Good news for scrappy startups everywhere: Making do with bad tools might make it easier to produce good work.
That's according to economist Tim Harford. But it's not the tools that are key--it's the frustration and hurdles you have to overcome that wind up kickstarting your creative process. During a recent TED Talk in London, Harford told a story about American jazz pianist Keith Jarrett, who once played a concert in Germany using a piano that was too small to produce a loud enough sound to fill the Cologne Opera House and that had worn-out keys on either end of the keyboard. The only reason Jarrett agreed to play the show after discovering the venue had provided the wrong piano was pity for the young concert promoter who begged him not to cancel.
As Jarrett began to play, he limited himself to playing the notes that weren't worn out, and repeatedly pounded on the keys to create enough volume for everyone in the opera house to hear. The effect was magical, according to Harford.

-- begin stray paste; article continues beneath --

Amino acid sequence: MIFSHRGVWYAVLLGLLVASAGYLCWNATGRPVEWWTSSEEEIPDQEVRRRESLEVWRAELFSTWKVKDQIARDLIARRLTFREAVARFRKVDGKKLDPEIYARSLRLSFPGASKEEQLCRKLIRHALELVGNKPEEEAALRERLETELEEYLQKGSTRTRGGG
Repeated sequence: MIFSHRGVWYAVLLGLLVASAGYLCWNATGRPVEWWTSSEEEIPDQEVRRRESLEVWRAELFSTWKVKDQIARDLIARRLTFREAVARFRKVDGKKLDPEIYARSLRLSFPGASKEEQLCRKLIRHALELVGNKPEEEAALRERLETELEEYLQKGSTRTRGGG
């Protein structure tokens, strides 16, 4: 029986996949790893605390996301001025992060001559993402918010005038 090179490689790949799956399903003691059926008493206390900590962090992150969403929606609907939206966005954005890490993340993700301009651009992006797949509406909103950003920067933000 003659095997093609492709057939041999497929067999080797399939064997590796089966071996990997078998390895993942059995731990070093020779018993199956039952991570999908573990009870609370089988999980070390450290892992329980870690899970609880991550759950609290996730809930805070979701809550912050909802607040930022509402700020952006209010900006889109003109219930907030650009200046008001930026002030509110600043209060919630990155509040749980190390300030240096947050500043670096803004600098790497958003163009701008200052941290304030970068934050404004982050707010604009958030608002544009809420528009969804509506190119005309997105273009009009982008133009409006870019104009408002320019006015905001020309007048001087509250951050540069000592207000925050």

"Jarrett was avoiding those upper registers [and] sticking to the middle tones of the keyboard, which gave the piece a soothing ambient quality," Harford says during the talk. "It's an electrifying performance that somehow has this peaceful quality and at the same time is full of energy and is dynamic."
The recording of the concert is the best selling piano album in history and the best selling solo jazz album in history. Why? According to Harford, working around frustrating obstacles unleashes people's creativity in a way that can't happen without these unnecessary hurdles.
To hear other examples of how being frustrated helps with creativity, check out the full TED talk below.